According to a story in the Rapid City Journal, the polygamist Mormon sect that owns a 140-acre compound in the southern Black Hills is $178,594 past due in its Custer County property taxes for 2008 and 2009.
The United Order of South Dakota, which is the legal name of the Fundamentalist Church of Jesus Christ of Latter Day Saints community 15 miles southwest of Pringle, has paid none of its 2009 property taxes, which were due last year. The United Order of South Dakota is more than two years past due for part of its 2008 taxes that were due in 2009. It paid the 2008 property taxes due on four of its nine parcels of property, according to the Custer County Treasurer’s office.
County Treasurer Dawn McLaughlin said the late tax payments were unusual for the group, which had always paid its previous property tax bills on time and in cash.
The FLDS practices polygamy as a religious belief, and its president and spiritual leader, Warren Jeffs, is in a Texas prison facing charges of bigamy and sexual abuse of a child. He has been imprisoned since 2007, when he was convicted in Utah of being an accomplice to rape. That conviction was overturned by the Utah Supreme Court. Whether or not Jeffs’ legal problems are contributing to financial problems for the Pringle compound isn’t clear. On Monday, FLDS elder William E. Jessop filed papers in Utah to replace Jeffs as FLDS president.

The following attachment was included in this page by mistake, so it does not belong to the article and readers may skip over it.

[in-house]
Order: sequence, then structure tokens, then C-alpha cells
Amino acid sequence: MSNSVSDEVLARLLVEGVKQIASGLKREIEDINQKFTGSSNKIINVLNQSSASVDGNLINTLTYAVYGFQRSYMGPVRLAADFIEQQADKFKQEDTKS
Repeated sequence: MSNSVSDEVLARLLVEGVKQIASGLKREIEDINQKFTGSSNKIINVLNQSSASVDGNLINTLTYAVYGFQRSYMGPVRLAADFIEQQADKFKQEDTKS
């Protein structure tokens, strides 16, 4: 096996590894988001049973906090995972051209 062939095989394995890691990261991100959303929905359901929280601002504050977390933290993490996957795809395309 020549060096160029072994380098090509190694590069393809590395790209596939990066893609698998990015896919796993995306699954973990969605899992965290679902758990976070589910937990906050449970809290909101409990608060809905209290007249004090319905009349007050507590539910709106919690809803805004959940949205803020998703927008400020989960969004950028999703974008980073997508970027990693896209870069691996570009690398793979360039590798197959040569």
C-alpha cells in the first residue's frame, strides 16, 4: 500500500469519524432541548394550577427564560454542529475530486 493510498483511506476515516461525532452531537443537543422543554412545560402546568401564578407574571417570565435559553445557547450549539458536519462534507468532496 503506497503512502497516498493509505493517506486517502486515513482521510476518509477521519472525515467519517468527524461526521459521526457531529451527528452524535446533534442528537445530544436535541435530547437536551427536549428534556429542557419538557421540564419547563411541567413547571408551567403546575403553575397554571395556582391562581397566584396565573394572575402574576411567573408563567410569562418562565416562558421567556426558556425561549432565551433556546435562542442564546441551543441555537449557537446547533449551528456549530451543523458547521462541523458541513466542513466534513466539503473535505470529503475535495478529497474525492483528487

No one knows exactly how many people live at the Pringle-area compound, which is notorious among its neighbors for its secrecy and for having a guard tower on its property along Farmer Road. The best estimates, based on residential wastewater system plans submitted to the South Dakota Department of Environment and Natural Resources, is around 100 people. Residents of the compound don’t respond to media requests.
In addition to its arrears, the group will owe another $80,424.80 in 2010 property taxes this year, McLaughlin said. If the tax bill goes unpaid, the county will have the legal right to start proceedings to acquire the property in December of 2012, she said.
The United Order of South Dakota’s property near Pringle includes at least nine buildings, mostly high-quality, large log residences that are assessed at more than $5 million. They are spread over 140 acres in a secluded, fenced, forested area on the rim of Red Canyon. They most recently constructed a 13,000-square foot two-story chapel and education center that will be valued at more than $1.3 million by the county’s director of equalization when completed. Total 2011 property tax valuation for the compound is about $5.6 million.